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Lightning safety should be practiced every time it storms | Print |  Email

Lightning Safety should be practiced every time it storms

Summer is peak season for one of the nation’s deadliest weather phenomena—lightning. Lightning strikes year round. Don’t be fooled by blue skies. If you hear thunder, lightning is close enough to pose an immediate threat. That is why the National Weather Service has adopted the saying: When Thunder Roars, Go Indoors!Lightning

As part of its Teach Learn Care TLC campaign, Safe Electricity urges parents and other caregivers to make sure children also understand the importance of lightning awareness and how to stay safe.

Lightning can strike up to ten miles from the area in which it is raining, even if you don’t see clouds. This means that if you can hear thunder, you’re within striking distance. A good idea is to use the ‘30-30 Rule.’ According to this rule, if you count less than 30 seconds between a lightning flash and the thunder following it, you should seek shelter from the storm. A smart thing to do is count your 30 seconds inside away from all threatening weather. When the storm is over, wait thirty minutes after the last lightning strike you see before going back outside.

If caught outdoors during a thunderstorm and unable to take shelter in a building, take the following precautions:

  • Try to take shelter in a vehicle with a solid metal roof. Close the windows and avoid contact with electrical conducting paths, such as the steering wheel, ignition, gear shifter, or radio.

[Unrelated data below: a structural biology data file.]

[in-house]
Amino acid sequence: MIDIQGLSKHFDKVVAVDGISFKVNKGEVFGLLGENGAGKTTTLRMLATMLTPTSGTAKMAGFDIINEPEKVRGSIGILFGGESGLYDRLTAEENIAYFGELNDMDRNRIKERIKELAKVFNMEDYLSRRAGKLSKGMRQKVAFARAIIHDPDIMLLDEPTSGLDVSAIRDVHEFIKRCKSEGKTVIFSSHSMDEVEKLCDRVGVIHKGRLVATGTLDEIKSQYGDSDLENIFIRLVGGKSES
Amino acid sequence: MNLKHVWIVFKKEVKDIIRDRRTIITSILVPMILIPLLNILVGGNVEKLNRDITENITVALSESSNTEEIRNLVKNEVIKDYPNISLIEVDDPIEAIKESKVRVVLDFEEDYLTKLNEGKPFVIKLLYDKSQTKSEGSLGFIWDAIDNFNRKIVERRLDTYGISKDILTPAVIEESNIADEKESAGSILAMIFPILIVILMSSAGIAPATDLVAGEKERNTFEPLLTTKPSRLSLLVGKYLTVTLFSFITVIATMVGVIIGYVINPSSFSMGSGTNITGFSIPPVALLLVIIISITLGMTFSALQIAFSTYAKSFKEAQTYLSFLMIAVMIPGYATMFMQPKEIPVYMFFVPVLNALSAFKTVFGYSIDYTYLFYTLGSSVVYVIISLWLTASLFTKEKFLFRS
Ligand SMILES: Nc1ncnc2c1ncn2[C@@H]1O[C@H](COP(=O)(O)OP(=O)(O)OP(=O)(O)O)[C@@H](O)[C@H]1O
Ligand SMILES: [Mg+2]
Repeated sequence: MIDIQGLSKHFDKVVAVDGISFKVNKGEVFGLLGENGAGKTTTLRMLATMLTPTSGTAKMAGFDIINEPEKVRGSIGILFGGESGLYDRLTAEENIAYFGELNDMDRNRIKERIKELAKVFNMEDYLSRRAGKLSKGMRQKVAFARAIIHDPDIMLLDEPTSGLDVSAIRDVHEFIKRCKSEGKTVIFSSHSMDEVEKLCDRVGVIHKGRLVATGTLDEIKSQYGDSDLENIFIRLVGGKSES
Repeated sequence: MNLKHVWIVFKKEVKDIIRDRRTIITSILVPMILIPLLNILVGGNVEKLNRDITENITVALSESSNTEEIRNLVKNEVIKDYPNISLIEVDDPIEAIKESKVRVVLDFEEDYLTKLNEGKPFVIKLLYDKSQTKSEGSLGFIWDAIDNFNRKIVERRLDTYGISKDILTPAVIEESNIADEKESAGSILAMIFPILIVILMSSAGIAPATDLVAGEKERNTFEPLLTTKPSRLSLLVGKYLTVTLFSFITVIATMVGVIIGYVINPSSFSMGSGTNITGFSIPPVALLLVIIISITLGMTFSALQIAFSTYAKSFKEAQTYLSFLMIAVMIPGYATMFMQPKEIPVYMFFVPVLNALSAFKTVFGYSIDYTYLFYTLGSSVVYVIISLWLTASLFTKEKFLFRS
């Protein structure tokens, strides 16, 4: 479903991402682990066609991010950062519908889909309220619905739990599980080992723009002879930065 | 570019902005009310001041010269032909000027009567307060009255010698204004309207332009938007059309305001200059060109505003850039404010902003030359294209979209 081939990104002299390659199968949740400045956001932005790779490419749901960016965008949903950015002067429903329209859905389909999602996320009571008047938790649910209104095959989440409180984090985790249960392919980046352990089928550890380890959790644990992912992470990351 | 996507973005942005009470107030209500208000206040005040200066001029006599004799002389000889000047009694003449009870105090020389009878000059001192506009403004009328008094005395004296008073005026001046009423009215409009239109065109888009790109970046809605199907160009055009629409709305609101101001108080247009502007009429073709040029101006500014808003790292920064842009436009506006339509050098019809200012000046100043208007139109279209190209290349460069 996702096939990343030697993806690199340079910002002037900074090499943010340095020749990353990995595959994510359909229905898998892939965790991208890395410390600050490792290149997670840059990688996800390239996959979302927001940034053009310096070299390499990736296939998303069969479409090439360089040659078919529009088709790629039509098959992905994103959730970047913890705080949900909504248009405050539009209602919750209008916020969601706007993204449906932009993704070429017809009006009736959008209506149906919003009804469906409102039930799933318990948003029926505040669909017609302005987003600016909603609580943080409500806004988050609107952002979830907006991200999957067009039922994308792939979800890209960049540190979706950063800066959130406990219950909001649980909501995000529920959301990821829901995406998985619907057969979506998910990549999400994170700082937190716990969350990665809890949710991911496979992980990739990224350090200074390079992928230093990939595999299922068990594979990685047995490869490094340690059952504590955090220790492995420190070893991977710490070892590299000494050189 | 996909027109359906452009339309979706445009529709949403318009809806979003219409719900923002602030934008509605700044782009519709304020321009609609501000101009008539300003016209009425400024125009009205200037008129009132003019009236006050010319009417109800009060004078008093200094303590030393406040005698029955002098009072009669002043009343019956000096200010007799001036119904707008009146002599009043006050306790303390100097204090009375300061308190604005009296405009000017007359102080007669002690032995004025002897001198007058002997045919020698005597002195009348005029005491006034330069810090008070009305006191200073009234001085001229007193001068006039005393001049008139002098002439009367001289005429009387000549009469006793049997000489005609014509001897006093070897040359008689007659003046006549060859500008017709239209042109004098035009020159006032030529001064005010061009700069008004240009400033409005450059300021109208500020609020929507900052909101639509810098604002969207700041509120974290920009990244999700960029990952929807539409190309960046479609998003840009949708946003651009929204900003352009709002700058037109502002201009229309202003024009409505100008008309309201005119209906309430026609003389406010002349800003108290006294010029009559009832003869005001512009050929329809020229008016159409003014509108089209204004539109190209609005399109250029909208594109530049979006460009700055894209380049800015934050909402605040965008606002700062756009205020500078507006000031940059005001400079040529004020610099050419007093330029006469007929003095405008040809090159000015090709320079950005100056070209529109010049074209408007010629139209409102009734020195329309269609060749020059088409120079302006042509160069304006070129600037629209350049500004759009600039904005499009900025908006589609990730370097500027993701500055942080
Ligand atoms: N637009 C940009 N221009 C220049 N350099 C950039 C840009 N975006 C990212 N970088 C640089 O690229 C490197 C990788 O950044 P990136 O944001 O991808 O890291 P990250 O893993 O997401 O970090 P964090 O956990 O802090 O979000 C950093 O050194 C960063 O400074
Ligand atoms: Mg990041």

• Avoid water, high ground, or open spaces.
  • Do not seek shelter under tall, solitary trees; canopies; small picnic or rain shelters; or in any open-frame vehicles such as jeeps, convertibles, golf carts, tractors or mowers.
  • Do not stand near power, light or flag poles, machinery, fences, gates, metal bleachers, or even other people. If you are in a group, spread out so that you are at least twenty feet apart.
  • If your skin tingles or your hair stands on end, lightning may be about to strike. Squat down low to the ground with your head between your knees making yourself the smallest target possible.

Phone use is the leading cause of indoor lightning injuries in the U.S. A direct strike is not necessary for lightning voltage to enter your home through phone lines, electrical wires, cables and plumbing. Other recommendations to avoid lightning shock and damage include:

  • Turn off and unplug appliances well before a storm nears— never during. Don’t expect a surge protector to save appliances from a lightning strike, unplug it as well.
  • Stay away from electrical outlets, appliances, computers, power tools, and TV sets. Take off headsets and stop playing video games.
  • Turn off your air conditioner to protect the compressor from a power surge and avoid a costly repair job.
  • Avoid water and contact with piping, including sinks, baths and faucets. Don’t wash dishes, shower or bathe during a thunderstorm. Also avoid washers and dryers since they not only connect with the plumbing and electrical systems, but also contain an electrical path from the outside through the dryer vent.
  • Do not lie on the concrete floor of a garage as it likely contains a wire mesh.
  •  Basements typically are a safe place to go during thunderstorms, but avoid concrete walls that may contain metal rebar.
  • Don’t forget your pets. Dog houses are not lightning-safe and dogs chained to trees can easily fall victim to a strike.If a person is struck by lightning, call 9-1-1 and care for the victim immediately. You are not in danger of being electrocuted by the victim. More information on lightning safety can be found at the National Oceanic and Atmospheric Administration website at www.lightningsafety.noaa.gov.